Inter-hospital comparison of working time allocation among internal medicine residents using time-motion observations: an innovative benchmarking tool

BMJ Open. 2020 Feb 16;10(2):e033021. doi: 10.1136/bmjopen-2019-033021.

Abstract

Objectives: The vast majority of residents' working time is spent away from patients. In hospital practice, many factors may influence the resident's working day structure.Using an innovative method, we aimed to compare working time allocation among internal medicine residents using time-motion observations. The first study goal was to describe how the method could be used for inter-hospital comparison. The secondary goal was to learn about specific differences in the resident's working day structure in university and non-university hospital settings.

Design: Two separate time-motion studies. Trained peer-observers followed the residents during weekday day shifts with a tablet, able to record 22 different activities and corresponding context (with patient, phone, colleague or computer).

Setting: Internal medicine residencies at a university (May-July 2015) and a non-university (September-October 2016) community hospital.

Participants: 28 residents (mean age: 29 years, average postgraduate training: 30 months) at university hospital, 21 residents (mean age: 30 years, average postgraduate training: 17 months) at non-university hospital.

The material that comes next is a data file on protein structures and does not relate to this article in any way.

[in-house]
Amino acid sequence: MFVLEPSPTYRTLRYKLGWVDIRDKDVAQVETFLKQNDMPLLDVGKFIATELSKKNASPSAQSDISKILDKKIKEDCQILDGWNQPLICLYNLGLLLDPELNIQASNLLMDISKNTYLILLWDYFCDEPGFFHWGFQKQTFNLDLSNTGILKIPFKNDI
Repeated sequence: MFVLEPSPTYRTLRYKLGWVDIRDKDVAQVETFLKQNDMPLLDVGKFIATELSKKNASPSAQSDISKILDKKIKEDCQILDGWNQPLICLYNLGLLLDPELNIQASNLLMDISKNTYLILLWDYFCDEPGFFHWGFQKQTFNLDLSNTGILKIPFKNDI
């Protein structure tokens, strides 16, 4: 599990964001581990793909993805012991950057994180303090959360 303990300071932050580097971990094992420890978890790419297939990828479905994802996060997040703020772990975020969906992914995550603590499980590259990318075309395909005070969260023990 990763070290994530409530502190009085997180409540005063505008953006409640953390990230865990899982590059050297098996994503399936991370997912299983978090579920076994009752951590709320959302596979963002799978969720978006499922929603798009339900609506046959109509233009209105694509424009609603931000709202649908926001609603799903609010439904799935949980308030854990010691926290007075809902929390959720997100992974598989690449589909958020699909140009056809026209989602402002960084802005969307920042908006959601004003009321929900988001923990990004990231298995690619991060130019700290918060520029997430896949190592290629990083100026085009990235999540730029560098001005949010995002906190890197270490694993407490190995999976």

Outcomes: Time spent with patients and time dedicated to activities directly related to patients; description of main differences of time allocation between hospitals.

Results: Cumulatively 1051 hours of observation (566 (university hospital)+486 (non-university hospital)) and 92 day shifts (49+43) were evaluated. Daily working time was 11.5 versus 11.3 hours. A median daily period of 195 min (IQR 179-211, 27.9%) and 116 min (IQR 98-134, 17.2%) (p<0.001) was dedicated to direct patient care, respectively.

Conclusions: We successfully identified differences potentially related to each hospital structure and organisation. Inter-hospital comparisons could help set up interventions aiming to improve workday structure and experience of residents.

Keywords: health economics; internal medicine; medical education & training.

Publication types

  • Comparative Study
  • Observational Study
  • Research Support, Non-U.S. Gov't

MeSH terms

  • Adult
  • Benchmarking / methods*
  • Female
  • Hospitals, Community
  • Hospitals, University
  • Humans
  • Internal Medicine / education*
  • Internship and Residency / statistics & numerical data*
  • Male
  • Patient Care / statistics & numerical data*
  • Time and Motion Studies*